Wednesday, 2 March 2016


Poul Anderson's composite Didonians are one intelligent species who are constitutionally incapable of believing that they possess immortal souls. They already know that each individual consciousness is transient and that it has three constituents that can be combined with others to form consciousnesses with overlapping memories. Anderson's Ythrians of the New Faith believe that what matters is how they die, not that anything happens afterwards.

One of Niven's and Pournelle's Moties says that some Moties believe in souls and that others do not:

"'Like humans, Moties do not care to think their lives are purposeless. Or that they can and will be terminated.'"
-Larry Niven and Jerry Pournelle, The Mote In God's Eye (London, 1979), p. 79.

I think we are told that, in one Motie religion, an individual's soul is divided between her descendants? (Addendum: This is confirmed on p. 493 but it had first been mentioned earlier.)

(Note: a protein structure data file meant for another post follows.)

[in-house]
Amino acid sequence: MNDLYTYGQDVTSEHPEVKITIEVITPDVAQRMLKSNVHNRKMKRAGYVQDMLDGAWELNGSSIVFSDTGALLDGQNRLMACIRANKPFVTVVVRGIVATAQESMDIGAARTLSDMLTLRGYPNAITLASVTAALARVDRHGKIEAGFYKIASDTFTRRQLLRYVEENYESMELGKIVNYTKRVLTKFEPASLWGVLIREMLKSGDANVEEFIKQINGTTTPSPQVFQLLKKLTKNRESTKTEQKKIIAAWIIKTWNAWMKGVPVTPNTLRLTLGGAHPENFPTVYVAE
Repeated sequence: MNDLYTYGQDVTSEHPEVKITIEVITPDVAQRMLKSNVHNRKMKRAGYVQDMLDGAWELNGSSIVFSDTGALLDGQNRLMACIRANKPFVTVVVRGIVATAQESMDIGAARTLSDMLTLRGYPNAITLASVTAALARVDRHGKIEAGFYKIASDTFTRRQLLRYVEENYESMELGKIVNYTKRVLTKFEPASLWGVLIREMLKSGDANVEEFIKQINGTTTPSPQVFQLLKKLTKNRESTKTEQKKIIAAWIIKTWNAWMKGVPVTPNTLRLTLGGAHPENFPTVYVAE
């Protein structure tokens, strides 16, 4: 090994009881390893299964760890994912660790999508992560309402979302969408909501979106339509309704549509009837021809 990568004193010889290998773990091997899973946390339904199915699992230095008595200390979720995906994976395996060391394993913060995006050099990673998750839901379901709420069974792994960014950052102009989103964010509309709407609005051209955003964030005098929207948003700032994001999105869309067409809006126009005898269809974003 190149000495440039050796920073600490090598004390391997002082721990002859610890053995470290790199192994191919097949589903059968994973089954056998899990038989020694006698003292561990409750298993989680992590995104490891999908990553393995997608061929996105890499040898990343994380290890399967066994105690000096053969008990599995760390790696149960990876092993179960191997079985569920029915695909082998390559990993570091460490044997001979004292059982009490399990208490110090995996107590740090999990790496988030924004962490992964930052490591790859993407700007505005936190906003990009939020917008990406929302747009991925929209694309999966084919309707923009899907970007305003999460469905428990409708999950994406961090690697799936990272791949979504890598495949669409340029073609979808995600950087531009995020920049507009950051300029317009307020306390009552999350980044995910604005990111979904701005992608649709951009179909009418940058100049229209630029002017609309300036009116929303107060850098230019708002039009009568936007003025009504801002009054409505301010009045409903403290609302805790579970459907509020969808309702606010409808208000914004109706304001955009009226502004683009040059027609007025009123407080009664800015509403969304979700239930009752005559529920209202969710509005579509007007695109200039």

As I understand it, what happened in human religion was this -

(i) We seem to leave the body and sometimes meet (dream about) the dead temporarily in sleep - therefore permanently in death. However, souls in Hades, Hel or Sheol were merely conscious of not being alive. This lingering on was unpleasant but unavoidable.

(ii) When society divided into classes, social stratification was projected into the hereafter: warriors in Valhalla and drowned sailors in Aegir's hall but everyone else in Hel.

(iii) Rightings of wrongs and social reversals in the hereafter. Thus, a happy hereafter for the righteous was a third and later stage of ideas about survival after death.

1 comment:

Sean M. Brooks said...

Kaor, Paul!

What I think I vaguely remember about the truly strange Didonians of THE REBEL WORLDS was that they believed in some kind of "Oneness" transcending the transitory personalities formed by many alternating combinations of the three members comprising a Didonian.